March 22, 2017

INDIA: Every Ward In Mumbai City Will Have A Crèche (Child Day Care), Old-Age Home, And Hostel For Women As Part Of A New Infrastructure Plan That Focuses On Strengthening Social Fabric.

Mumbai Mirror, India
written by Tanvi Deshpande
Monday March 20, 2017

The plan, which is a blueprint for Mumbai’s infrastructure development over the next 20 years, focuses on strengthening social fabric and eliminating loneliness.

Working women who relocate to Mumbai often have a hard time finding accommodation as many homeowners refuse to rent their apartments to single women, or refuse to take them on as paying guests. And working parents have limited options when it comes to child-rearing: they must either depend on their parents to help raise the kids, hire expensive nannies and leave them unsupervised, or drop them off at a crèche.

But what if single women could access a larger pool of safe, affordable housing in the city? And working parents could combine the safety and support that grandparents provide with the facilities and emergency care available at good crèches, but without the added expense and risk of a nanny? This is what the BMC is trying to achieve with a novel and socially responsible concept incorporated in its proposed Development Plan (DP).

Mumbai’s draft Development Plan 2034 (DP), a blueprint for the city’s infrastructure development for the next 20 years, will have provisions for an old-age home, a crèche and a women’s hostel to be built in each of the city’s 24 wards. What’s heartening for families is that the old-age homes and crèches will be located within the same premises, allowing senior citizens to visit with their grandchildren during the day, when the parents are away at work.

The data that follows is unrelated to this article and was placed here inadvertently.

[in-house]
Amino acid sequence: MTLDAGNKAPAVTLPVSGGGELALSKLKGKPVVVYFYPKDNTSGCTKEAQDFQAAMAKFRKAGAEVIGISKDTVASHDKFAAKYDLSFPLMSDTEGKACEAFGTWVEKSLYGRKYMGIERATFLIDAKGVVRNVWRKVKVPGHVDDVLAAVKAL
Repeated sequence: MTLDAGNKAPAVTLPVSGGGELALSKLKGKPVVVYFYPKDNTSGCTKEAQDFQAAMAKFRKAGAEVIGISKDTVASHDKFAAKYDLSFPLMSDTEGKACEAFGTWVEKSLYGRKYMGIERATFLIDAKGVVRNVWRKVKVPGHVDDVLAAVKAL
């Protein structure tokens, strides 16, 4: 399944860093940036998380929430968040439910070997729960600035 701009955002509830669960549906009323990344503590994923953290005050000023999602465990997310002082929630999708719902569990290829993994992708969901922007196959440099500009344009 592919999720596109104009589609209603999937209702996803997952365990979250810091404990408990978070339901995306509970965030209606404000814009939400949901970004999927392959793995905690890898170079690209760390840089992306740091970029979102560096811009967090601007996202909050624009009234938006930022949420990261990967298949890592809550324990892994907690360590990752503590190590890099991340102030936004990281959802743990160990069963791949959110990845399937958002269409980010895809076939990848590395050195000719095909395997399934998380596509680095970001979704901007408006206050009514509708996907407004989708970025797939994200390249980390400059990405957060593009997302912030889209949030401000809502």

Although the state government was originally supposed to publish the DP in 2011, it remains unpublished. The BMC’s new general assembly recently asked for a two-month extension beyond this year’s March 20 deadline to further study and discuss the draft DP before it is passed.

“One of the biggest hurdles for working women is that of accommodation and daycare centres for their children,” said senior IAS officer Ramanath Jha, who heads the DP revision process. “Similarly, most old-age homes are located away from the city as they don’t have access to land, making it difficult for relatives to visit the elderly. That is why, as a social responsibility, we are providing for these in every ward.”

Jha said the BMC has already identified land in each ward for the proposed centres, with a minimum of 1,000 sq m set aside for old-age homes, which will be located close to open spaces and hospitals to improve the quality of life of the elderly who live there.

The municipal body has selected unencumbered land to speed up the process of constructing these centres, and the buildings, which are likely to be multi-storied because of higher FSI, will have ramps, elevators and designated walking tracks designed for the special needs of senior citizens and the disabled.

“If the land parcel belongs to a private person, we will give them incentives as per accommodation reservation policies. But if it is public land, the BMC will construct the facility,” Jha said, referring to a rule under which, when a private owner hands over a plot of land to the BMC in lieu of TDR, and also constructs the facility, the owner gets added incentives such as FSI. This is called accommodation reservation.

However, the BMC will not run any these centres. Like with BMC nursing homes and maternity hospitals, charitable organisations will run these centres after signing agreements with the BMC. “We want these centres to be financially viable. That is why we will issue guidelines about the rent and monthly charges. There will be a set of terms and conditions with every agreement,” Jha said.

Charitable organisations can apply to run these centres in response to public advertisements that are likely to be issued soon. Extensions will depend on compliance with the terms and conditions; a breach could lead to the agreement being revoked.

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